John Iacono, co-president of BRAM Auto Group in New York and chairman of the Lexus National Dealer Advisory Council, said he and other members were enthusiastic and excited to see the EVs that will eventually come to their dealerships and the plans the brand has for its retailers.
“Everyone’s saying they’re ready to go,” Iacono said after dealer council meetings this week. He said that using dealers’ courtesy vehicle fleets for EV customers is “the piece that probably excites me more than anything else.”
“The one thing that we have over the dominant player in the EV space is a dealer body that can really take care of its customers,” he said, referring to Tesla. “If you look at the reaction of the owners of those vehicles — not the buyers who are all excited about their new purchase, but the owners who have had them for a while — you see people whose interactions with that company are not so great. Now we have an opportunity, as a dealer body that knows how to take care of people, to go in and provide the level of service that we know how to provide, that we provide to our customers every day.”
Iacono said that in the future, consumers buying their first EV could be able to work through their Lexus dealership to set up a home charging system as part of the brand’s concierge-level of customer service. “We know how to do it. The finances are going to pencil,” he said.
In terms of future product, there were four EVs wearing a Lexus badge arrayed behind Toyoda this week during his presentation, including the RZ 450e, a five-seat crossover that will be built in Japan and is expected to begin arriving in U.S. showrooms in late 2022 or early 2023, depending on production issues.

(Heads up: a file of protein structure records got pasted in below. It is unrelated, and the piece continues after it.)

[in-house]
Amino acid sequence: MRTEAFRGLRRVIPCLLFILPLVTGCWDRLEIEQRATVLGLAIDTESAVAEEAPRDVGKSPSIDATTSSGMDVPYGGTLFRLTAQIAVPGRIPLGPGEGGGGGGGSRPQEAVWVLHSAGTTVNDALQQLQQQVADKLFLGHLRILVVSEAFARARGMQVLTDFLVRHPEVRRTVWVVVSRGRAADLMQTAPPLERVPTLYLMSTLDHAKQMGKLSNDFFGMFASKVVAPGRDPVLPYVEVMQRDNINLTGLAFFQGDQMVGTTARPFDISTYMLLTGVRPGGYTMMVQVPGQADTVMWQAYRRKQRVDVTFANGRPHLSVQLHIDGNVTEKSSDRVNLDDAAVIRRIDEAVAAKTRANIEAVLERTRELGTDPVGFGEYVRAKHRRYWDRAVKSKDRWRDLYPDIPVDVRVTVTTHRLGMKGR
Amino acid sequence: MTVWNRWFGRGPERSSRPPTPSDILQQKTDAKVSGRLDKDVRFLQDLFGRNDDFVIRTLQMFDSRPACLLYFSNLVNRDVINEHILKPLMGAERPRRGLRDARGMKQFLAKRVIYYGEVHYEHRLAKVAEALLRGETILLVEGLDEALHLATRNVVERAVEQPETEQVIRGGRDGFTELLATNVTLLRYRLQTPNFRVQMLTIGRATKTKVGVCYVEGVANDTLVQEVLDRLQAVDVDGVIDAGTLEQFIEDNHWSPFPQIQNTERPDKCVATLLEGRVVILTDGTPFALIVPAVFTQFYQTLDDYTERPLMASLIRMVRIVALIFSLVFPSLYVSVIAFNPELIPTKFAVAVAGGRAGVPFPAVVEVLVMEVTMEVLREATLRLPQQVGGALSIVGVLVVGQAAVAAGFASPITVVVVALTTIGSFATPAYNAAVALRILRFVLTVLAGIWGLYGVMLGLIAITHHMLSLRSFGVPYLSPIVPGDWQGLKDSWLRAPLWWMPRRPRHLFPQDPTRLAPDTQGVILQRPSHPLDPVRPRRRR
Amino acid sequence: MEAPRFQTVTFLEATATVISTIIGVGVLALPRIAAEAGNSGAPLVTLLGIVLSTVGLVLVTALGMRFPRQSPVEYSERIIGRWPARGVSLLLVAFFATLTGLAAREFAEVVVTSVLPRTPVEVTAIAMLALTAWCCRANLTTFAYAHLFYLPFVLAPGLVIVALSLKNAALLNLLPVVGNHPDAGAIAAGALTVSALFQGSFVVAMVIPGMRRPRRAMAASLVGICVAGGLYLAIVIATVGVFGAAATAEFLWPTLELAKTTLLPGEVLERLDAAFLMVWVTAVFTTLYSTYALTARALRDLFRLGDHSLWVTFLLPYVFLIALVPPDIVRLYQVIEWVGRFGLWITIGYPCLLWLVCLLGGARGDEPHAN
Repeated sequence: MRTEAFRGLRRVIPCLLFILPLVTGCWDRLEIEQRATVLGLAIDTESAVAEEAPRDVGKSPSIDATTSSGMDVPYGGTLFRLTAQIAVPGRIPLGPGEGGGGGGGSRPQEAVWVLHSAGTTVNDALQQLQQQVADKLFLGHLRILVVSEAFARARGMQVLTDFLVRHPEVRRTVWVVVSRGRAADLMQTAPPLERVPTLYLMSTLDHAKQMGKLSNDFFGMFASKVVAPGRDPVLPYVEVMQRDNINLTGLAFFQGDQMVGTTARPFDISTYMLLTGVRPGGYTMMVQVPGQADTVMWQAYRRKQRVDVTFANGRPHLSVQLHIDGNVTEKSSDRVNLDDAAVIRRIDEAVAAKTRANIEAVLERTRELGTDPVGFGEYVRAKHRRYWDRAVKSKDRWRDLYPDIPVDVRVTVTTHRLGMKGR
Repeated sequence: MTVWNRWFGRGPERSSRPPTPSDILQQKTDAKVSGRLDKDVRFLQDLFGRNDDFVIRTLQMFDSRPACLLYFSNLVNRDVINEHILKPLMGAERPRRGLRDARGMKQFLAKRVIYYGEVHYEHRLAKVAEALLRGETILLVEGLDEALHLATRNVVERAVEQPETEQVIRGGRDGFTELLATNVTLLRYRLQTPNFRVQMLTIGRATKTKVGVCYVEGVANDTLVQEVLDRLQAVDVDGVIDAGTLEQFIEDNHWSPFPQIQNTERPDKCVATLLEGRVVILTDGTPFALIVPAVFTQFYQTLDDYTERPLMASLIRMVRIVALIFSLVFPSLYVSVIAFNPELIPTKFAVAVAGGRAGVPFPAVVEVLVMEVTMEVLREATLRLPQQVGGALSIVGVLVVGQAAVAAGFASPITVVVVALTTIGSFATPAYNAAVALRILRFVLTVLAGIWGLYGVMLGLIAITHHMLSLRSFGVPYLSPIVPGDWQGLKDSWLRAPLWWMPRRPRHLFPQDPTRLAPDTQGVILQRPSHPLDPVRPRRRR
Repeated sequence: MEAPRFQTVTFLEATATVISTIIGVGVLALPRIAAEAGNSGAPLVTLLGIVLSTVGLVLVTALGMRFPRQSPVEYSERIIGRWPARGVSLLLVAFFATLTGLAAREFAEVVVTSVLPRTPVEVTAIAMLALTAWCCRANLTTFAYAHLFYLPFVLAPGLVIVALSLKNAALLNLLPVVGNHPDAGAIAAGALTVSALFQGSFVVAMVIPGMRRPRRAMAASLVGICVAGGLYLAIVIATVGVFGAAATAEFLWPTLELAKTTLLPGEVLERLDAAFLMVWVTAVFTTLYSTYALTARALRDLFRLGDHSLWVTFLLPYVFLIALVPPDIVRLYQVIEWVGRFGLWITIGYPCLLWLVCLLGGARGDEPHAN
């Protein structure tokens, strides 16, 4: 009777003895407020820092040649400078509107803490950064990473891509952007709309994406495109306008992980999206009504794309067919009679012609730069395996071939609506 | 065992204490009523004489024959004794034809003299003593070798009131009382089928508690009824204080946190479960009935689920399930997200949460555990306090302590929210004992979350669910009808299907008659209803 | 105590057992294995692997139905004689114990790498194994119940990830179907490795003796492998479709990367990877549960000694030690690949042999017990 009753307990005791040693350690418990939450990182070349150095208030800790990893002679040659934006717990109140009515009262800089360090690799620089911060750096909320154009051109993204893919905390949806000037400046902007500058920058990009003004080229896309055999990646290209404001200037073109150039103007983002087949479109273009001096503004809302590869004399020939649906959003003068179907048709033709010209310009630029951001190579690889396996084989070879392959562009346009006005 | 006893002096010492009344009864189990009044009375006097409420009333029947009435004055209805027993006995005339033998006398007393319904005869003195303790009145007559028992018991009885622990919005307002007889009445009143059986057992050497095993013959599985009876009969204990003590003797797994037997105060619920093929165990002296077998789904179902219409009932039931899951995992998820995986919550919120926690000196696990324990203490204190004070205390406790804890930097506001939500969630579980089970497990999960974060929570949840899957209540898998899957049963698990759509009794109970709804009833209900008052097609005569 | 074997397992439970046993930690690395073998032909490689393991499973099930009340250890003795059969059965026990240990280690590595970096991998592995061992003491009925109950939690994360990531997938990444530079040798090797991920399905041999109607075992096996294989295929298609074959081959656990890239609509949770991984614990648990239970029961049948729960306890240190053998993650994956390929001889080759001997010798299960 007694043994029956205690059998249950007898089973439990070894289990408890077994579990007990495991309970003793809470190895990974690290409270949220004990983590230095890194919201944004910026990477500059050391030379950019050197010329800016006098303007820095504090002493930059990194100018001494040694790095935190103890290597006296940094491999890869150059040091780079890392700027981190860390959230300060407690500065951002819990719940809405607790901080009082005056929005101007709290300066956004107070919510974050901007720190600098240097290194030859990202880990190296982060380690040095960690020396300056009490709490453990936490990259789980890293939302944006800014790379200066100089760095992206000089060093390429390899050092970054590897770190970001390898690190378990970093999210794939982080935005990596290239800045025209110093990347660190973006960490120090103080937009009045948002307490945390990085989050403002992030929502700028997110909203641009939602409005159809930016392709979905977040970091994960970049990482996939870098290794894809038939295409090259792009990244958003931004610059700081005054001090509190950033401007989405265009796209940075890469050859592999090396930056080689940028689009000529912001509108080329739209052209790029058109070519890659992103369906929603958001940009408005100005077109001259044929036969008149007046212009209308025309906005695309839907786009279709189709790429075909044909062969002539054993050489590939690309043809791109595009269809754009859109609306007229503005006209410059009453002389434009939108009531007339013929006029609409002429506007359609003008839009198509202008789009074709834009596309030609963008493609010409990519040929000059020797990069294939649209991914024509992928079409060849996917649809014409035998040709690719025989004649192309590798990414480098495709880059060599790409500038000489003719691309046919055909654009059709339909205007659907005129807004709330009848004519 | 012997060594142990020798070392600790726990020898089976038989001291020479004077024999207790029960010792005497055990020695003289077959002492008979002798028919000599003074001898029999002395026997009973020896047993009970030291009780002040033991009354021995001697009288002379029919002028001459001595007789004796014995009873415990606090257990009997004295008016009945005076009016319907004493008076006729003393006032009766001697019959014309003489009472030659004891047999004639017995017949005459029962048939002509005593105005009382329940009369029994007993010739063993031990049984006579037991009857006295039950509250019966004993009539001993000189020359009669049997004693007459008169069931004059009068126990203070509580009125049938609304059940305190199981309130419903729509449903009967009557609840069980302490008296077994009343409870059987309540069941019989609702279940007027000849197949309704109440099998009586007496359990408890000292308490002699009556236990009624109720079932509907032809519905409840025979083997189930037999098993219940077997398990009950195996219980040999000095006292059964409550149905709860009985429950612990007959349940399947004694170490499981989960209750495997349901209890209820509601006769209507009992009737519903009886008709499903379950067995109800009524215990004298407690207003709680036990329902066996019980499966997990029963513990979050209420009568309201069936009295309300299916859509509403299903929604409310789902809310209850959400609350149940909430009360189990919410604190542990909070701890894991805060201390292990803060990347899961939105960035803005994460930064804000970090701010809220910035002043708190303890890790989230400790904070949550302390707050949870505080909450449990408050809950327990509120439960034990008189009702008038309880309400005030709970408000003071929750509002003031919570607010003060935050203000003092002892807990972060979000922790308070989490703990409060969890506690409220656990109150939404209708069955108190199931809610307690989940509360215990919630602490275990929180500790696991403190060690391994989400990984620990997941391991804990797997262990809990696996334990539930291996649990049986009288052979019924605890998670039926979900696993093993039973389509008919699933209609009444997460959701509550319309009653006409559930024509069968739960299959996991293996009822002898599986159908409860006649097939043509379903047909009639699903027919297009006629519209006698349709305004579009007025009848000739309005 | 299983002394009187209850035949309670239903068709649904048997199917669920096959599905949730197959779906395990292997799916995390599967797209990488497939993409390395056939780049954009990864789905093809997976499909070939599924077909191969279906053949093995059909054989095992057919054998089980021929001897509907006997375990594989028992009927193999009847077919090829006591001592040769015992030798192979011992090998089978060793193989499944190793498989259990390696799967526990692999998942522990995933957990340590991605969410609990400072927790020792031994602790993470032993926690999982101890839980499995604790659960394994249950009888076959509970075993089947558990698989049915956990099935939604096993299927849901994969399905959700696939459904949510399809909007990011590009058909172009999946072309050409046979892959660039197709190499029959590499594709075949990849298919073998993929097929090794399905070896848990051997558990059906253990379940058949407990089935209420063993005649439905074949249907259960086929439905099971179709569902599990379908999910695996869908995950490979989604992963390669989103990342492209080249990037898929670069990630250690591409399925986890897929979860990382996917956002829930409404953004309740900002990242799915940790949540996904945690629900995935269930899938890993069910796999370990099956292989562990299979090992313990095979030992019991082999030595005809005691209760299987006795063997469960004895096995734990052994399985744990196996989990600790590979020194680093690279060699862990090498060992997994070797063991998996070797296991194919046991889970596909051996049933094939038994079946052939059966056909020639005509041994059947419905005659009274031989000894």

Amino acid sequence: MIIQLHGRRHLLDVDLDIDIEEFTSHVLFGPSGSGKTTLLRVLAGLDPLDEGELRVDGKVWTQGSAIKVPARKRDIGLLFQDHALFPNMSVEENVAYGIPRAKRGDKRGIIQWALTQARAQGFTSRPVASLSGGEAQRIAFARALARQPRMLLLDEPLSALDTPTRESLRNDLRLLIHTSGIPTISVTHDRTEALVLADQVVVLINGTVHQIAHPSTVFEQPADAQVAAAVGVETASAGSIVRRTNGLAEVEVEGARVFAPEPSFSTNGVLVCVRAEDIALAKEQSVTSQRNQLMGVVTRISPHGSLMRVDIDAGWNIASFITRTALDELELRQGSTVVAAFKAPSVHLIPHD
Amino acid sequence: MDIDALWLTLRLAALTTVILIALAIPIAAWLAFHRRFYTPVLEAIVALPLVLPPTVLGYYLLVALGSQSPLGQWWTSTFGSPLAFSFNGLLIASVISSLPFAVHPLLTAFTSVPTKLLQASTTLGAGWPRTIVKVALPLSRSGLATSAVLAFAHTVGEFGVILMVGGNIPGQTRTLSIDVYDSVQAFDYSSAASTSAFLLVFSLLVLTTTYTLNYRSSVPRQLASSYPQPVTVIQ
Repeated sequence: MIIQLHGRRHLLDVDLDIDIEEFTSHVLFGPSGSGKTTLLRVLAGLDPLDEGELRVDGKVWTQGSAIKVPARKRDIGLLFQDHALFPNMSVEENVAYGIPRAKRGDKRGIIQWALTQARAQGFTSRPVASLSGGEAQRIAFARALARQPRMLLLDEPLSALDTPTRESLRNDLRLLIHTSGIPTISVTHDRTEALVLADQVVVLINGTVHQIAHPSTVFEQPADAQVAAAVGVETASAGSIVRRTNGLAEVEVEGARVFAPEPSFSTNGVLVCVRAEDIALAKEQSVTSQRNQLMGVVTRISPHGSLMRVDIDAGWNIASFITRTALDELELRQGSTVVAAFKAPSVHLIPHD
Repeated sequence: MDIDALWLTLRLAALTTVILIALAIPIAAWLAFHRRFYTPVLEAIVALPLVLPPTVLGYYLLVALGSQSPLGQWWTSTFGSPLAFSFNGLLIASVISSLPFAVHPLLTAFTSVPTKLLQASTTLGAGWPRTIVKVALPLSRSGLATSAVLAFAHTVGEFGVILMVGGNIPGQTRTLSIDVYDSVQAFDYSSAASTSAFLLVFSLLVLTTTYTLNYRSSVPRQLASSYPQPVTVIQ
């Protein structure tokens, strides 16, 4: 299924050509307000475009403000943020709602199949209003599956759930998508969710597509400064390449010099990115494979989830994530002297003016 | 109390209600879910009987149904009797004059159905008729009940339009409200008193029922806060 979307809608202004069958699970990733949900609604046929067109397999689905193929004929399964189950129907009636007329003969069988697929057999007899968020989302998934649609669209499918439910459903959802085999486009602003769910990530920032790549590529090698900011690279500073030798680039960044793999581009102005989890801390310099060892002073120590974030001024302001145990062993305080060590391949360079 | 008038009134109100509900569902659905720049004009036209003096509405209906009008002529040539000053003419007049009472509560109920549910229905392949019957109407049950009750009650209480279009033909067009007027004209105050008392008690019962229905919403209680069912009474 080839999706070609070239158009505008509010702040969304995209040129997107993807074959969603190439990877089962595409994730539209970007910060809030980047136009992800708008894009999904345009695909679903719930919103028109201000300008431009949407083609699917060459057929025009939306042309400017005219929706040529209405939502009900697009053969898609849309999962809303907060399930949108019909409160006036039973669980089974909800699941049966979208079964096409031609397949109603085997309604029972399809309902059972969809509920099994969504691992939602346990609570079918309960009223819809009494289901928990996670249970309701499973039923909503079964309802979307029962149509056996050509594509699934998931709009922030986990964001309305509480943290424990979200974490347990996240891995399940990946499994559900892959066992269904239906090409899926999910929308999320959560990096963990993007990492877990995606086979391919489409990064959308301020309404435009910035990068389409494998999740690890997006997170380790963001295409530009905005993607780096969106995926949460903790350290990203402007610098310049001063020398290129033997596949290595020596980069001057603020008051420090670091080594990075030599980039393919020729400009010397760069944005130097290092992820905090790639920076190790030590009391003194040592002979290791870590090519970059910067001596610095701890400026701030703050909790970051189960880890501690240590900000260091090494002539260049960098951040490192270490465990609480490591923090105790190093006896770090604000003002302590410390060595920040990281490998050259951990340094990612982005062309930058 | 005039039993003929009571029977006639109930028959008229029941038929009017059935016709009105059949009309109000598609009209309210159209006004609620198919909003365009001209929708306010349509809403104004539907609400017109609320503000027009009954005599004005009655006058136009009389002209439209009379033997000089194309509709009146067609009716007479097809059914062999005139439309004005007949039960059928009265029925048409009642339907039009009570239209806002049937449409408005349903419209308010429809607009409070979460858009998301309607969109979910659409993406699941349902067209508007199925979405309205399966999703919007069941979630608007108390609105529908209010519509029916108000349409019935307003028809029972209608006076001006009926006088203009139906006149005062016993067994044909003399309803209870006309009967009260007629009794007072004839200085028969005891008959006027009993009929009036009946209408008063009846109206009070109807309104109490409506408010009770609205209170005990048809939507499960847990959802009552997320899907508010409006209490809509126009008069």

The other three Lexus-badged vehicles shown were:
- Electrified Sport, a two-seat sport coupe that looked similar to the current LC 500.
- Electrified Sedan, a premium five-seater that resembled the current ES.
- Electrified SUV, what looked to be a two- or three-row SUV that could take the place of the GX or LX.
Koji Sato, president of Lexus International Co., promised during the presentation that the brand would “extract the full potential of the vehicle” with its coming EVs. Sato said the RZ would come with a “cruising range over 700 km” (435 miles), while its “acceleration time will be in the low-two-second range.” He also promised that the vehicles would adopt the brand’s signature driving experience — meaning customers should be able tell they are driving a Lexus, regardless of the nameplate — which it’s tried to develop with recent models.
Unlike Toyota Motor’s large German global competitor, Volkswagen Group and its Audi premium brand, Toyota and Lexus won’t go exclusively EV across their global lineups until consumers or governments demand they do so. The Japanese automaker remains committed to a goal of being globally carbon neutral by 2050, but it also doubled down on the role it believes its hybrid technology could play to get to that point.
“I believe that achieving carbon neutrality means realizing a world in which all people living on this planet continue to live happily,” Toyoda said during the presentation. “We want to help realize such a world. This has been and will continue to be Toyota’s wish and our mission as a global company. For that challenge, we need to reduce CO2 emissions as much as possible, as soon as possible. We are living in a diversified world and in an era in which it is hard to predict the future. Therefore, it is difficult to make everyone happy with a one-size-fits-all option.”